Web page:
“I admire addicts. In a world where everybody is waiting for some blind, random disaster or some sudden disease, the addict has the comfort of knowing what will most likely wait for him down the road. He’s taken some control over his ultimate fate, and his addiction keeps the cause of his death from being a total surprise,” (Palahniuk, Chuck. Goodreads.) There are many different things you can say about the drug world and industry, as well as different opinions one can have on this topic. While reading for class, it came to my attention that drugs were prominent in a lot of stories. In recent discussions of literary pieces such as Pipe to the Head by Jerry Stahl and Whip Smart by Melissa Febos, a controversial issue has been whether drug use impacts people’s lives for the worse or for the better. From examining both pieces and outside sources, it is clear that drug use overall has outstanding negative impacts on the people who use drugs as well as the people around them.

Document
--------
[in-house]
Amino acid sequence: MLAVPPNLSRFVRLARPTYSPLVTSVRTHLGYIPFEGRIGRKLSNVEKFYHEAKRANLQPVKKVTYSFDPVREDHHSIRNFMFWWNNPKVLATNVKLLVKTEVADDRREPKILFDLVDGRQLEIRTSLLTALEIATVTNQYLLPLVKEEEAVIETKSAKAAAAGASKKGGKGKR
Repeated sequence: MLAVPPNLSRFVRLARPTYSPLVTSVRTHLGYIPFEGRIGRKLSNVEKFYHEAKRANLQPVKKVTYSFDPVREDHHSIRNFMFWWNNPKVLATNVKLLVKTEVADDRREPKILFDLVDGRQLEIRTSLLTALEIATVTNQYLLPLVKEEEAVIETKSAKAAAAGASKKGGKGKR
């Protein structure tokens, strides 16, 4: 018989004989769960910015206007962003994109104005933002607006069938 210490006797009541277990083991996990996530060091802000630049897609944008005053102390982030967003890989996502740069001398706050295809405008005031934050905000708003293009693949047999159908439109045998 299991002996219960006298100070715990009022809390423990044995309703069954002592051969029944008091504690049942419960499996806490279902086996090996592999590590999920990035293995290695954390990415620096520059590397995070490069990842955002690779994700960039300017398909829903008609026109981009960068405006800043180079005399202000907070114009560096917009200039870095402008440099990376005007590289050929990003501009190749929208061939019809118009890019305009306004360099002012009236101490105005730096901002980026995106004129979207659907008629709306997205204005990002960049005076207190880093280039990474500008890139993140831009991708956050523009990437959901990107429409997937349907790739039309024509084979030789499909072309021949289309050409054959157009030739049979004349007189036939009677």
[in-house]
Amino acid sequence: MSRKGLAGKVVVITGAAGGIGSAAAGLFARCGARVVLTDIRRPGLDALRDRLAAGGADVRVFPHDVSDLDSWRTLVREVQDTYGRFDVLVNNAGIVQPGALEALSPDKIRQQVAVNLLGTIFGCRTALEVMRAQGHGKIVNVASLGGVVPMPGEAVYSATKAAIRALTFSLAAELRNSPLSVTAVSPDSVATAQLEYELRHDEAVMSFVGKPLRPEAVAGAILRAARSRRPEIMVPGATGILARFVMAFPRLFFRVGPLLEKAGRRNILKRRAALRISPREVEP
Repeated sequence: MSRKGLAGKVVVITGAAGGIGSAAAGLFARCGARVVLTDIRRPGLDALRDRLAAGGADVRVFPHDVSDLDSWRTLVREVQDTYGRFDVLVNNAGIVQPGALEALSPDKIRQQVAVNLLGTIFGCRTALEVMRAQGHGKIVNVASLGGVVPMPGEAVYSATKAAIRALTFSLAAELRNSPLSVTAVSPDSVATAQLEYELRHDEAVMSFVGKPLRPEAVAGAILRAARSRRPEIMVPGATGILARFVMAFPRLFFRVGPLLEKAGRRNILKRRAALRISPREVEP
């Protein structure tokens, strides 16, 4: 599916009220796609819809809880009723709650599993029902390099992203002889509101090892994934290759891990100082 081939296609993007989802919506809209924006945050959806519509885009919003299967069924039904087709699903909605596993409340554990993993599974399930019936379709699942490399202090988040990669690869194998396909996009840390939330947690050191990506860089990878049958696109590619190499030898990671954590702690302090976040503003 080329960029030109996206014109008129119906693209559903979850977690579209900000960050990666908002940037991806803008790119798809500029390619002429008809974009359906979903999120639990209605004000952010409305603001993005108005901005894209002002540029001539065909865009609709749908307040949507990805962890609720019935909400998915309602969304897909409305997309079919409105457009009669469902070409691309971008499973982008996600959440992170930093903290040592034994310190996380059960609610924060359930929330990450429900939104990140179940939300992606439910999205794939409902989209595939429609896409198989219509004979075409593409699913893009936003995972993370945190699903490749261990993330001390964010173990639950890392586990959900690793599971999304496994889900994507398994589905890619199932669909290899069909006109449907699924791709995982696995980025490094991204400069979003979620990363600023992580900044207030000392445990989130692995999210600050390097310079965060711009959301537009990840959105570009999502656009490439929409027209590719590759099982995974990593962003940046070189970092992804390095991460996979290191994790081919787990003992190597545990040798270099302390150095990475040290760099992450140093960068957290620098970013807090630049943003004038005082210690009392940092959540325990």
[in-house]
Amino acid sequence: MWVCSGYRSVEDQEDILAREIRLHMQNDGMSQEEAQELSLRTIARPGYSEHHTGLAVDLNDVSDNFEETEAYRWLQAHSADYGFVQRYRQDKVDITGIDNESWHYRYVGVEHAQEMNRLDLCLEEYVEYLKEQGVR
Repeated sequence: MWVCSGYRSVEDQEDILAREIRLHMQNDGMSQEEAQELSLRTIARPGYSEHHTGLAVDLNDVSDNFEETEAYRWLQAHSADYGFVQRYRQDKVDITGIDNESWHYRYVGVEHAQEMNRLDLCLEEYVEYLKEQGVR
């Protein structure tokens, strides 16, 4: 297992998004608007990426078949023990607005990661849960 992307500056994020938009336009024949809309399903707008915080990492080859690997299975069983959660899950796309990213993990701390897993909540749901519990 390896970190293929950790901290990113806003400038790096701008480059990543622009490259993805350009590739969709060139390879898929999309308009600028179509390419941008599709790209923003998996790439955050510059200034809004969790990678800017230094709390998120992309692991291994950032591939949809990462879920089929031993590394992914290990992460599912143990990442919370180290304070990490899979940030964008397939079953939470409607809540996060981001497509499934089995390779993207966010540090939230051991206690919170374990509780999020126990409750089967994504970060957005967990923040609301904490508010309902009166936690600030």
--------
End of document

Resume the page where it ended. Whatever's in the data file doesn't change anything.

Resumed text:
On one hand, some argue that drug use impacts people’s lives for the better. Although this is a highly unpopular opinion, both articles being discussed in this essay glorify drug use, which essentially promotes the idea that drugs can impact people’s lives positively. In Pipe to the Head by Jerry Stahl, which comes from a larger memoir of different authors and stories, the readers learn right in the beginning that Jerry was a drug addict. In the second paragraph he says, “When, in the midst of a ten-year smack run, I had the bright idea of countering my heroin addiction with rock cocaine,” (Stone, Close to the Bone). The whole story revolves around the troubles of this cocaine-user lifestyle, for example not knowing where he was, or scheming his way out of paying for coke to only be chased by people or the final episode where insurance people had given him five-thousand dollars for a car they believed someone had stolen. This was due to the fact that it was banged up and had cocaine in it, which was, in fact, Jerry’s doing. “The whole episode had left me pretty shaky. But I learned my lesson: no more crack. That shit was just too self-destructive. Enough was enough. I’d spend the five grand on heroin,” (Stone, Close to the Bone). The attitude in which Stahl tells the story leaves the readers at the end questioning if he really did care to overcome this addiction or if he secretly loved it. The story he tells is not one about overcoming an addiction, it glorifies drug use and says everything will work out in the end, even when you’re addicted to using. Another point of view that agrees with the fact that drug use can impact people’s lives for the better comes from the story Whip Smart by Melissa Febos. In this story, Febos paints the readers a picture of what it was like working as a dom in New York City. Most of the excerpt we read for class focused on her working life. However, a few parts mentioned her drug addiction. At one point Febos says, “Despite the fact that I was high on heroin, I felt only fear,” (Febos, Whip Smart). She also says, “What was I, my mother’s daughter doing here? It suddenly didn’t make any sense. But that’s what the drugs were for: to keep Mom out of moments like this. Narcotics create distance, and I only needed an inch to turn away from that question,” (Febos, Whip Smart). During the story she mentions being on heroin although it is not the most important aspect of the piece. Because of this, readers are also left wondering if she cared to quit using drugs either, or if they gave her power at work when she was feeling weak. At the end of the excerpt of Whip Smart, we see Febos is extremely happy with this job. The ending sentence says, “On this peak… I was not only happy; I was also invincible,” (Febos, Whip Smart). There is no closure about what happens with her drug addiction, but readers can assume it was more of a loving relationship she had with drugs than a hateful one.